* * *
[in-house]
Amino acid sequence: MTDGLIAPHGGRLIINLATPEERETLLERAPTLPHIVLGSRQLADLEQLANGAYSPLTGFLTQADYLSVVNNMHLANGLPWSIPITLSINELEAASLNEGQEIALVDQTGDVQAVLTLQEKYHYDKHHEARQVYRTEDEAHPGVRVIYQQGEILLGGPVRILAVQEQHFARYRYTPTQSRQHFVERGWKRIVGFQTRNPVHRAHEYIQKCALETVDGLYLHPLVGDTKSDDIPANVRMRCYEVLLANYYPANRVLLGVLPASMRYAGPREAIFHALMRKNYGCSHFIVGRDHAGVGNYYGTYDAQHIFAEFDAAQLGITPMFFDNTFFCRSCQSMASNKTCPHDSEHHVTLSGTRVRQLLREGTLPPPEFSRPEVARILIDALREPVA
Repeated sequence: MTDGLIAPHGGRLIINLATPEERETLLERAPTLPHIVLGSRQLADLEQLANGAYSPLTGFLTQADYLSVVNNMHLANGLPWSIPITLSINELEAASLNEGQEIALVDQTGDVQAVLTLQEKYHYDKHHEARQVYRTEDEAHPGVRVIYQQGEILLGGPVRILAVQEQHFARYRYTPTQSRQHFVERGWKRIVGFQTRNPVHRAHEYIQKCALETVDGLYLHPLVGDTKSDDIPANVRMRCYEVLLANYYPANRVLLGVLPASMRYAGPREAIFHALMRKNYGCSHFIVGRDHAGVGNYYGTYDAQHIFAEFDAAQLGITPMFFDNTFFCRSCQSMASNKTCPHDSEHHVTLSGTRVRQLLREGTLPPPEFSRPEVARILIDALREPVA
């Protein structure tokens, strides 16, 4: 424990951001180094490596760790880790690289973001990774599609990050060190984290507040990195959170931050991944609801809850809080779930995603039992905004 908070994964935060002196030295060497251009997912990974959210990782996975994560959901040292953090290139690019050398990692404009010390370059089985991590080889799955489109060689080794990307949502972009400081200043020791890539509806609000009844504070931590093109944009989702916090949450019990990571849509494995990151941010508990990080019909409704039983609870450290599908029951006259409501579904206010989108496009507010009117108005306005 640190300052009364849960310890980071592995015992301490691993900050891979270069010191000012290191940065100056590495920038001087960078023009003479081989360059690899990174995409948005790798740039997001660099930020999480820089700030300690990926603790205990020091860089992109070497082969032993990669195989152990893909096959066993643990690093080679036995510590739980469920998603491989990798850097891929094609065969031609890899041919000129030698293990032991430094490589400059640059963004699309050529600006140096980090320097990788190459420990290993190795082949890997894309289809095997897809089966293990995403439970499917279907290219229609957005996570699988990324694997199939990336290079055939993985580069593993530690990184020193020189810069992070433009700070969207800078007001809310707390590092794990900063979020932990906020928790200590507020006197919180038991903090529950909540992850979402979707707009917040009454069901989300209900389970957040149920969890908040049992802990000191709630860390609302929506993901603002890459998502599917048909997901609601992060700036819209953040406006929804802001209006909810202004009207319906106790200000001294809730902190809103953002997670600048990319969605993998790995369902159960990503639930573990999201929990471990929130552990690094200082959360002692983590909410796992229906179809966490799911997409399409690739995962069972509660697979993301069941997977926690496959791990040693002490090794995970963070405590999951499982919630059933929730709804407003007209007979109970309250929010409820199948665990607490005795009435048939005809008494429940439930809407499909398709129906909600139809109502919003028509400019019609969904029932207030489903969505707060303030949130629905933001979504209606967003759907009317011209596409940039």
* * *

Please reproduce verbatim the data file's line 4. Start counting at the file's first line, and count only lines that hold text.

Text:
């Protein structure tokens, strides 16, 4: 424990951001180094490596760790880790690289973001990774599609990050060190984290507040990195959170931050991944609801809850809080779930995603039992905004 908070994964935060002196030295060497251009997912990974959210990782996975994560959901040292953090290139690019050398990692404009010390370059089985991590080889799955489109060689080794990307949502972009400081200043020791890539509806609000009844504070931590093109944009989702916090949450019990990571849509494995990151941010508990990080019909409704039983609870450290599908029951006259409501579904206010989108496009507010009117108005306005 640190300052009364849960310890980071592995015992301490691993900050891979270069010191000012290191940065100056590495920038001087960078023009003479081989360059690899990174995409948005790798740039997001660099930020999480820089700030300690990926603790205990020091860089992109070497082969032993990669195989152990893909096959066993643990690093080679036995510590739980469920998603491989990798850097891929094609065969031609890899041919000129030698293990032991430094490589400059640059963004699309050529600006140096980090320097990788190459420990290993190795082949890997894309289809095997897809089966293990995403439970499917279907290219229609957005996570699988990324694997199939990336290079055939993985580069593993530690990184020193020189810069992070433009700070969207800078007001809310707390590092794990900063979020932990906020928790200590507020006197919180038991903090529950909540992850979402979707707009917040009454069901989300209900389970957040149920969890908040049992802990000191709630860390609302929506993901603002890459998502599917048909997901609601992060700036819209953040406006929804802001209006909810202004009207319906106790200000001294809730902190809103953002997670600048990319969605993998790995369902159960990503639930573990999201929990471990929130552990690094200082959360002692983590909410796992229906179809966490799911997409399409690739995962069972509660697979993301069941997977926690496959791990040693002490090794995970963070405590999951499982919630059933929730709804407003007209007979109970309250929010409820199948665990607490005795009435048939005809008494429940439930809407499909398709129906909600139809109502919003028509400019019609969904029932207030489903969505707060303030949130629905933001979504209606967003759907009317011209596409940039």